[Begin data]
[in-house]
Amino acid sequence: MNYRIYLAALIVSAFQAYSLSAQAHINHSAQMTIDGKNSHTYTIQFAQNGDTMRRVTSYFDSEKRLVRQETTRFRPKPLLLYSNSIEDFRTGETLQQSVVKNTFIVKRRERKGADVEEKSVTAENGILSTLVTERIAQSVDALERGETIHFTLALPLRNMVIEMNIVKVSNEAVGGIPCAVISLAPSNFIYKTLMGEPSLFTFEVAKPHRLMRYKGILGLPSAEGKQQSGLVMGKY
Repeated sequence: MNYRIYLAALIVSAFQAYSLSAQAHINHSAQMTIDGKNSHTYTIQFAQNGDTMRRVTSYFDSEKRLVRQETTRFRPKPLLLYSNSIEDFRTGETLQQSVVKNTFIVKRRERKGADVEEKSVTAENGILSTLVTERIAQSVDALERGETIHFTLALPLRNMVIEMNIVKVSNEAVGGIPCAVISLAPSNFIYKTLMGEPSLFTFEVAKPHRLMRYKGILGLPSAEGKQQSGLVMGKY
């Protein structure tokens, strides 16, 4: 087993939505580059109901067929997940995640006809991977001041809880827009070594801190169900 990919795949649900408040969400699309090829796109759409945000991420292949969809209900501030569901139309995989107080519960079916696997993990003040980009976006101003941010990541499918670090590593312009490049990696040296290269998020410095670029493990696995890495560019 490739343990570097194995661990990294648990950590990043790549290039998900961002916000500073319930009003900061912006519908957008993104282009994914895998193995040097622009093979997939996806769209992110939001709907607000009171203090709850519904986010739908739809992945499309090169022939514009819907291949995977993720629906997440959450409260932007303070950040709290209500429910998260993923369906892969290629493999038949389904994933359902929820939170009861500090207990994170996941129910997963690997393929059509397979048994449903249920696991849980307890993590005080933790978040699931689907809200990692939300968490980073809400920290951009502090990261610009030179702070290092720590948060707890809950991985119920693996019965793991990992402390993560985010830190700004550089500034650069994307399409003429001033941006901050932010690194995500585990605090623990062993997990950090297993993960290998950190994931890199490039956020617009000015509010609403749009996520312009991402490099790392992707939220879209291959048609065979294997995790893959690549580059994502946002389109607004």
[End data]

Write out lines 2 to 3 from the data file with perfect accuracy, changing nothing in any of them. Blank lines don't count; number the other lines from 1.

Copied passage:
Amino acid sequence: MNYRIYLAALIVSAFQAYSLSAQAHINHSAQMTIDGKNSHTYTIQFAQNGDTMRRVTSYFDSEKRLVRQETTRFRPKPLLLYSNSIEDFRTGETLQQSVVKNTFIVKRRERKGADVEEKSVTAENGILSTLVTERIAQSVDALERGETIHFTLALPLRNMVIEMNIVKVSNEAVGGIPCAVISLAPSNFIYKTLMGEPSLFTFEVAKPHRLMRYKGILGLPSAEGKQQSGLVMGKY
Repeated sequence: MNYRIYLAALIVSAFQAYSLSAQAHINHSAQMTIDGKNSHTYTIQFAQNGDTMRRVTSYFDSEKRLVRQETTRFRPKPLLLYSNSIEDFRTGETLQQSVVKNTFIVKRRERKGADVEEKSVTAENGILSTLVTERIAQSVDALERGETIHFTLALPLRNMVIEMNIVKVSNEAVGGIPCAVISLAPSNFIYKTLMGEPSLFTFEVAKPHRLMRYKGILGLPSAEGKQQSGLVMGKY